A group of around 50 protestors were among a large crowd which greeted riders taking part in the traditional New Year hunt meeting in Melton yesterday morning (Wednesday)
The town’s Play Close park played host to the event, with many onlookers applauding as members of Cottesmore Hunt gathered ahead of a day’s trail hunting in the area.
They were there by invitation of Melton Mowbray Town Estate and senior townwarden, Ian Wilkinson, handed out drinks in stirrup cups to huntsmen and women as the hounds waited around them.
Despite the appearance of the saboteurs, who chanted and waved placards, Cottesmore secrtary Clare Bell, said it did not dampen the mood.
She told the Melton Times: “We were really thrilled with the turnout and the support from local people in Melton and the surrounding area - they were absolutely brilliant.
“The welcome from people in the town centre was lovely.”
The party of around 52 hunters, including some children and young people, met at 11am and hacked off about 20 minutes later, following trails around Burton Lazars, including the site of the old leper hospital.
Ms Bell added: “We jumped a few ditches and had a few fallers but we had a great day.
“Play Close is such a brilliant place to meet because you can cordon it all off and people can see us and watch safely.
“We were so grateful for the support in Melton because hunting is having a hard time at the moment.”
Referring to the vociferous protests on the day, she commented: “They are so against hunting and most of them live in cities and not in the countryside.
“They just seem to have this problem with us and I don’t think we will ever change their minds.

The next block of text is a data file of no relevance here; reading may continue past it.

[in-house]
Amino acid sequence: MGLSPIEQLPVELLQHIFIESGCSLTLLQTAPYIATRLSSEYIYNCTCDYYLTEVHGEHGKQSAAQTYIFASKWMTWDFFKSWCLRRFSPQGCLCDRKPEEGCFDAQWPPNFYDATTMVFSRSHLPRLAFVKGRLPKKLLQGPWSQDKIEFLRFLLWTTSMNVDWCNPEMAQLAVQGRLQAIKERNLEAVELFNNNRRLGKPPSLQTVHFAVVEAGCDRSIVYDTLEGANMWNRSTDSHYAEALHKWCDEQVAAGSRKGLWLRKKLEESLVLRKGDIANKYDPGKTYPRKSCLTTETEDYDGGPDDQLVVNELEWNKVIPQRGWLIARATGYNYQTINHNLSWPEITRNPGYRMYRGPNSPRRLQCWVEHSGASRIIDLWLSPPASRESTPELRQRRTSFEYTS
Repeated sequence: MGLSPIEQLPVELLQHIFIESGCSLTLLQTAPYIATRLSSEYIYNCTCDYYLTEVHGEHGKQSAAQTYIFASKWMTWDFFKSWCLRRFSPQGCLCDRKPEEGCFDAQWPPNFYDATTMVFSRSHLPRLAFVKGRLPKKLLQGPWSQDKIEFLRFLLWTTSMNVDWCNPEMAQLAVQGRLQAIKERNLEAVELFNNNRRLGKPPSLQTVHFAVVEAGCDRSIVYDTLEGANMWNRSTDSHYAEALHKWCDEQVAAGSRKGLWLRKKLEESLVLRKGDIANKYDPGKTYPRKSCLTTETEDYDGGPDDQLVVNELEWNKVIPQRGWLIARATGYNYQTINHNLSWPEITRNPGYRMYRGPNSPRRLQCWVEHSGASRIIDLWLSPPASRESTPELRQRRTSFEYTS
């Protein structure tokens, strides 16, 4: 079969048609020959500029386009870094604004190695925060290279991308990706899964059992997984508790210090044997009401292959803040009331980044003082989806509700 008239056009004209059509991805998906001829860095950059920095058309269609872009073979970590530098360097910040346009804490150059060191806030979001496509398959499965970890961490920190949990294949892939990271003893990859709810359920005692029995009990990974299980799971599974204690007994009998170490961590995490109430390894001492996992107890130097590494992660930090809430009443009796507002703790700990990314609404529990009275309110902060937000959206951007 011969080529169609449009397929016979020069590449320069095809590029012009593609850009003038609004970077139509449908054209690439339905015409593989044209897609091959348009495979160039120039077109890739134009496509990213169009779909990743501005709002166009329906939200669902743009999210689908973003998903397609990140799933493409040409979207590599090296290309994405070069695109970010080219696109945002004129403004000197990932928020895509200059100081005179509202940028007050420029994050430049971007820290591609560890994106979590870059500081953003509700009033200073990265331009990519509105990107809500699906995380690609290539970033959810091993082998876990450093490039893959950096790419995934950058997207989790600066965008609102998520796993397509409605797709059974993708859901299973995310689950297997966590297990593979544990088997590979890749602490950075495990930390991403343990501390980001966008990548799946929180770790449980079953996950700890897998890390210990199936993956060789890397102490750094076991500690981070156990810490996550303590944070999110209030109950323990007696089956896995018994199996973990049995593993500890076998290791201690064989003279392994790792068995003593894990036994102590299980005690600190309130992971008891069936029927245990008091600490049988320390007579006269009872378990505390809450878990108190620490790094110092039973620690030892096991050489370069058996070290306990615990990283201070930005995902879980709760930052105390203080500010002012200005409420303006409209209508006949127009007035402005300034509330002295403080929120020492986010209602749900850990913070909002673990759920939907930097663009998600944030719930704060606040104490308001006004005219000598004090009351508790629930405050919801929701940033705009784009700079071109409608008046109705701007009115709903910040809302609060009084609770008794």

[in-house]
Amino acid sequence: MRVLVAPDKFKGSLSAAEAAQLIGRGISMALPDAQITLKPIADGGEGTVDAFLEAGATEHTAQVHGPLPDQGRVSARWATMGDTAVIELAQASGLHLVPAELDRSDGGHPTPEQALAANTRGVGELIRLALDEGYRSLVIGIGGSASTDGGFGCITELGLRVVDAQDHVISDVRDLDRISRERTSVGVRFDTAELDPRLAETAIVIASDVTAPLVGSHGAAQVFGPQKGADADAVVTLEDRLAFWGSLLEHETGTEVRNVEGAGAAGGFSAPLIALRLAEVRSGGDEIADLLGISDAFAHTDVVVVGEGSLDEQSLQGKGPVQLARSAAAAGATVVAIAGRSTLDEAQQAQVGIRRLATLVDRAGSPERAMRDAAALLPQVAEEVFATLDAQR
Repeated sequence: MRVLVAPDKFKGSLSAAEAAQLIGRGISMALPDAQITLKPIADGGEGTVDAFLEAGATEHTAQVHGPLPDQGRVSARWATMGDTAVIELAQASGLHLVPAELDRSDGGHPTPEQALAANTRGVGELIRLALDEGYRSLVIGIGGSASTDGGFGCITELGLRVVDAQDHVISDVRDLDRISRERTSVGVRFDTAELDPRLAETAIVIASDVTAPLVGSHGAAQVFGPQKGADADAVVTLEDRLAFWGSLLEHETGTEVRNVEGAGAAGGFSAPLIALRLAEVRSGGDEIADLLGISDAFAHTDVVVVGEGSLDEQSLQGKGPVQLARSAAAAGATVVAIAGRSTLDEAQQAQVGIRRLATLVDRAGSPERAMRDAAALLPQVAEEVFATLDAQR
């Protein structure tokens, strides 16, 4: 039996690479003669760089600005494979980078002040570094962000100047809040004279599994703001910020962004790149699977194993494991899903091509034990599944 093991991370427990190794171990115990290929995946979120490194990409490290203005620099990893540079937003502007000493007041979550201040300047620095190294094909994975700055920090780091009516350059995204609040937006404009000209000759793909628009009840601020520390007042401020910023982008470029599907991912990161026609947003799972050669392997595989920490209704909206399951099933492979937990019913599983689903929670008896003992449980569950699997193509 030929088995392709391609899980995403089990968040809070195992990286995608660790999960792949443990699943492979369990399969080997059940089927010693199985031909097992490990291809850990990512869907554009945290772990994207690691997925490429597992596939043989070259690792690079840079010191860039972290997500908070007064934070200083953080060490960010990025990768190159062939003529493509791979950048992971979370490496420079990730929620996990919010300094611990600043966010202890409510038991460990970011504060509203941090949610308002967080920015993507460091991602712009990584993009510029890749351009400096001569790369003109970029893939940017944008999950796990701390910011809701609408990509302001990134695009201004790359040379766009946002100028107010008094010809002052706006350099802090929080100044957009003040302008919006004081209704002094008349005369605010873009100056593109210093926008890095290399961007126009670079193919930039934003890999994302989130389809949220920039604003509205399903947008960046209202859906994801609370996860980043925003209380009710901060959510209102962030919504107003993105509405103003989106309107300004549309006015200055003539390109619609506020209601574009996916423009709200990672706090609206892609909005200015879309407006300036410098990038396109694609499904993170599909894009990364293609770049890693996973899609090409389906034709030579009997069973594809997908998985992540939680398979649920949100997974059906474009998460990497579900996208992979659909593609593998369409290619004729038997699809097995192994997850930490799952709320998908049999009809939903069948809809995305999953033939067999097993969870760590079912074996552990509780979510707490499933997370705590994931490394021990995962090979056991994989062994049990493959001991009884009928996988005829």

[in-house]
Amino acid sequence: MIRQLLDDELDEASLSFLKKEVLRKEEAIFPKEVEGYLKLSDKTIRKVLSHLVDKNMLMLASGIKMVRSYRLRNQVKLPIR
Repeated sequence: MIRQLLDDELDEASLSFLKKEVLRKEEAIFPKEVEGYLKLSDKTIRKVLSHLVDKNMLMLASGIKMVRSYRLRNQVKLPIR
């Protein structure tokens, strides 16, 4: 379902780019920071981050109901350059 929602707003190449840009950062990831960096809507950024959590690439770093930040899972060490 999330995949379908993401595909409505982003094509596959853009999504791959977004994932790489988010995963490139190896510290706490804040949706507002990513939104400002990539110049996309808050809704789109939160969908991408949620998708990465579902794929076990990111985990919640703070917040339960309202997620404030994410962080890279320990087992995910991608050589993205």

“Some of the language they were using in front of children was shocking.
“But we are keeping our heads up and continuing to enjoy hunting our trails.”
Ms Bell added: “Together with the Belvoir and the Quorn Hunts we support local businesses, we employ people and we are intrinsic to the local community in the Melton area.
“The saboteurs don’t seem to realise that.
“People from all different walks of life ride with us - we had a lorry driver and his daughter with us on New Year’s Day and lots of people from different backgrounds.”
Hertfordshire Hunt Saboteurs, which had people in attendance to protest, alleged on social media that one of their female members was assaulted by a member of the hunt but Leicestershire Police said it had not had any complaints of assaults following the event.
The Hunting Act 2004 brought in a ban on the hunting of wild mammals with dogs in England and Wales.
Hunts continue to meet with members on foot or horseback following a scent along a pre-determined route with hounds - the aim is to replicate a traditional hunt but without a fox being chased and killed.
But the League Against Cruel Sports says it has received 184 reports of suspected illegal fox hunting nationwide since the season began in late October.
It has this week pledged to continue to lobby MPs to strengthen the Hunting Act and remove loopholes which it says still allow hunts to get away with killing foxes.
Chris Luffingham, the League’s director of campaigns, said: The 14-year campaign to repeal the fox hunting ban hasn’t got a snowball’s chance in hell of success.
“There has been a sea change in the way the fox hunting debate is being framed and with the ban now secure, our emphasis has shifted towards the strengthening of the Hunting Act.”
Melton is renowed as the cradle of foxhunting in this country with hunts having met in the town for 350 years.
The boundaries of the Belvoir, Quorn and Cottesmore Hunts converge on Melton and they take it in turns to meet in the town at New Year.